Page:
Just prior to the recovery center stop, Mills ate lunch with a business group. The topic of conversation revolved around staffing shortages, and one idea floated was to tap into the recovery community.

    “Hubert Humphrey used to say, ‘the best social program is a job,’” said Mills. “Work is therapeutic, as well, and if you have a community that needs to put their energy into work, we’ve got work available.”

    Beebe-Center said that there are a number of companies in this area that are committed to learning how to deal with people in recovery, to support them.

    Mills asked if there was anything the State could do to help. Maine expanded the apprenticeship program through the Maine Department of Labor. There’s also a focus on minorities, women, non-traditional occupations, justice-involved individuals, and people in recovery.

    Speaking from experience, Goff said that hiring people with “lived experience” also comes with challenges, particularly in regards to workers having recovery coaches who shouldn’t have qualified for that title.

    Goff said that some of the Law Enforcement Assisted Diversion (LEAD) program policies have been too limiting for working with individuals. One example said that if you meet with a case manager three times in 30 days, you are a successful completion.

    “Well, everybody knows in this room that 30 days is not enough time to work with an individual on changing their life.”

    Therefore, part of proposed spinoff program, LEAD expansion, is to not limit the 30 days, which will allow a case manager to work with the individual wherever they are at in the system, be it pre-arrest, incarceration, or release.

    Along with that, in the future, this region is anticipating a drug court that will start in Knox County, and then go to Waldo, and then Lincoln, and then Sagadahoc. A judge has been assigned, and referrals have started to accumulate.

    “It’s really hard work to reach out to people after they survived an overdose, and encourage them to find a pathway to treatment,” said Smith. “And yet, if we don’t, the drug supply is so lethal right now….We had another one year old get into fentanyl –I believe that that child is alive. We get one of these now on a too-regular basis. There’s just so much to be done.”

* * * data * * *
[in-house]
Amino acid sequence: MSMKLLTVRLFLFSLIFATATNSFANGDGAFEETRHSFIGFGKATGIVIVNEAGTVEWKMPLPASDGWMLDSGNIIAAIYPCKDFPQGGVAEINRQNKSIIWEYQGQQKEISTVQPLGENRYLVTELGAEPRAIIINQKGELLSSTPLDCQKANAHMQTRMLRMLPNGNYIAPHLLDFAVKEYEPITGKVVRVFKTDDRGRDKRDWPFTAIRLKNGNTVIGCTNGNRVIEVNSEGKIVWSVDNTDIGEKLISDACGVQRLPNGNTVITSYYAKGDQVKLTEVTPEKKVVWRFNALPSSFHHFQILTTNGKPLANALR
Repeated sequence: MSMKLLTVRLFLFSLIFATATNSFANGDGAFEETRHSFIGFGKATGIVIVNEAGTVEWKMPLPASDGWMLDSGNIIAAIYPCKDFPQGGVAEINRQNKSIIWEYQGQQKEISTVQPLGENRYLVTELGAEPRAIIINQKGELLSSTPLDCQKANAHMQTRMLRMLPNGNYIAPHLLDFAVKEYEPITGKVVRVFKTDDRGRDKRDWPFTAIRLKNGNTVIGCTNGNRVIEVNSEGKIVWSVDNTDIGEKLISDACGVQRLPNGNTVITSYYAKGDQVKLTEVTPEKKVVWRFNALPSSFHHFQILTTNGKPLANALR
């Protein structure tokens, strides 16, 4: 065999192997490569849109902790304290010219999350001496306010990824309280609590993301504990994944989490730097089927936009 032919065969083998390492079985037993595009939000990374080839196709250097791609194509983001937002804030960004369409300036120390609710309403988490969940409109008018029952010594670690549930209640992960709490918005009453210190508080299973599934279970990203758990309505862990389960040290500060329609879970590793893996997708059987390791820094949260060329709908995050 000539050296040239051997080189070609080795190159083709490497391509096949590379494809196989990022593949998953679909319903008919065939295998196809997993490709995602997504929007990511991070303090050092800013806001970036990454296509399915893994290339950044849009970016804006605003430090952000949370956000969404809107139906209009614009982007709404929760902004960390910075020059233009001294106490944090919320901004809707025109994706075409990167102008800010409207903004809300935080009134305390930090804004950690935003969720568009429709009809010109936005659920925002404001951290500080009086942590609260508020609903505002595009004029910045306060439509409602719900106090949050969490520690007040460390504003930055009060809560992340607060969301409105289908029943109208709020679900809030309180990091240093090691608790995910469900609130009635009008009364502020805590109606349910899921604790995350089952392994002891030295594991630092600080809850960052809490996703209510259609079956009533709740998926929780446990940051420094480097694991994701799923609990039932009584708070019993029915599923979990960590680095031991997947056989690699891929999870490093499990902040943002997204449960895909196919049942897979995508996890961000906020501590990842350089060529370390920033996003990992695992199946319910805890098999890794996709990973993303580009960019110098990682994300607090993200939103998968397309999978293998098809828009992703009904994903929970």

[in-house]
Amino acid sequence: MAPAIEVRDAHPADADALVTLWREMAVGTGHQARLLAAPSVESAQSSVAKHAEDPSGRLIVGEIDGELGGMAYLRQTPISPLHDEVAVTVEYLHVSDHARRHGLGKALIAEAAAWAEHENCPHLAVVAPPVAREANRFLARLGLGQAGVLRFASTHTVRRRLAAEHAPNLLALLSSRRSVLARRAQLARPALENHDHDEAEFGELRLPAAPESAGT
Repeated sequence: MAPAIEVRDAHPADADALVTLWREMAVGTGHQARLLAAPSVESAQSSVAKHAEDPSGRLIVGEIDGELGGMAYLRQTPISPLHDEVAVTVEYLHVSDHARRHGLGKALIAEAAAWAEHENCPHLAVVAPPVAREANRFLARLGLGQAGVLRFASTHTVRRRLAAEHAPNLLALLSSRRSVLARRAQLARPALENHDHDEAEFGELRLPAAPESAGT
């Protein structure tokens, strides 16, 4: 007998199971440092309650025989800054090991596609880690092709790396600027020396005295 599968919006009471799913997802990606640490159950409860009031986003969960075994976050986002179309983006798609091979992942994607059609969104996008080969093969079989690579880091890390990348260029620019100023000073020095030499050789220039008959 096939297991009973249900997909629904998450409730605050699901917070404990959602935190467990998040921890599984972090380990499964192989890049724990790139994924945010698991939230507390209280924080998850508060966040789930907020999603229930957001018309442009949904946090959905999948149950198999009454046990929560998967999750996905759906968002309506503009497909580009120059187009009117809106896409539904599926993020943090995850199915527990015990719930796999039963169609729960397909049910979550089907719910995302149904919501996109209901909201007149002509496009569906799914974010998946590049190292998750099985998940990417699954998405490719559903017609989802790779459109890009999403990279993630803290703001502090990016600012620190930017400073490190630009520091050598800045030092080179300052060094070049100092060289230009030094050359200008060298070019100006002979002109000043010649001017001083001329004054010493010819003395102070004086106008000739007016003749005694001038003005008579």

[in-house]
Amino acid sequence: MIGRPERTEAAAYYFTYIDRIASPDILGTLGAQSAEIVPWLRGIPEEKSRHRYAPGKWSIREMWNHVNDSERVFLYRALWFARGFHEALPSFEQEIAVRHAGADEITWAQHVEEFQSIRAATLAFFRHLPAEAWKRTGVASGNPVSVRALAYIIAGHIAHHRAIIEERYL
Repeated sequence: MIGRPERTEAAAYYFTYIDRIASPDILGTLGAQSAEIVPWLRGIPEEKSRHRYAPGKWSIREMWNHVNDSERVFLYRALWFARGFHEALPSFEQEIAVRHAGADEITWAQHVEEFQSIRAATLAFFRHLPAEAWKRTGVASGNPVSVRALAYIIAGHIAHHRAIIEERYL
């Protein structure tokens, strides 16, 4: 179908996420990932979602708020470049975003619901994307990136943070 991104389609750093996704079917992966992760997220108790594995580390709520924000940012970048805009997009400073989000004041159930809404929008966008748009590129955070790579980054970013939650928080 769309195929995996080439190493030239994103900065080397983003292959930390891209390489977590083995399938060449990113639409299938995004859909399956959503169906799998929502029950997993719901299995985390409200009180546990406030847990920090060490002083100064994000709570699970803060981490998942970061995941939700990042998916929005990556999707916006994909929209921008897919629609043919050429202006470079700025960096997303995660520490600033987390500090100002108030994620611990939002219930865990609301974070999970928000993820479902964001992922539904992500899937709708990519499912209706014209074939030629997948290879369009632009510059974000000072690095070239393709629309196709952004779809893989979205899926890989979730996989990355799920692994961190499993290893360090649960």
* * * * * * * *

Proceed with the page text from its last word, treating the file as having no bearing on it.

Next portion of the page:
CRCC now has the ability to give naloxone at any time, according to Erin Hustus, one of the founding members of Coastal Recovery Community Center. A person can simply walk in and get some.

    “You tell your first name, and then how many,” said Hustus.

    Hustus also works in the school system and sees a need to reach children early when it comes to drugs. Yet substance abuse education is usually left until a point in the school year when teachers have time to generate that discussion, which often comes at the end – if at all.

    Mills asked if people understand how extraordinarily dangerous fentanyl is. Hustus said that people are learning. This past Sunday, Hustus was involved in an open forum that taught the public about narcan and fentanyl test strips.

    “It was really great to see parents...I knew they weren’t active users, but they are parents of children who are getting anything and everything,” she said. “Our community is open to the information, and I think that that is really the first step.”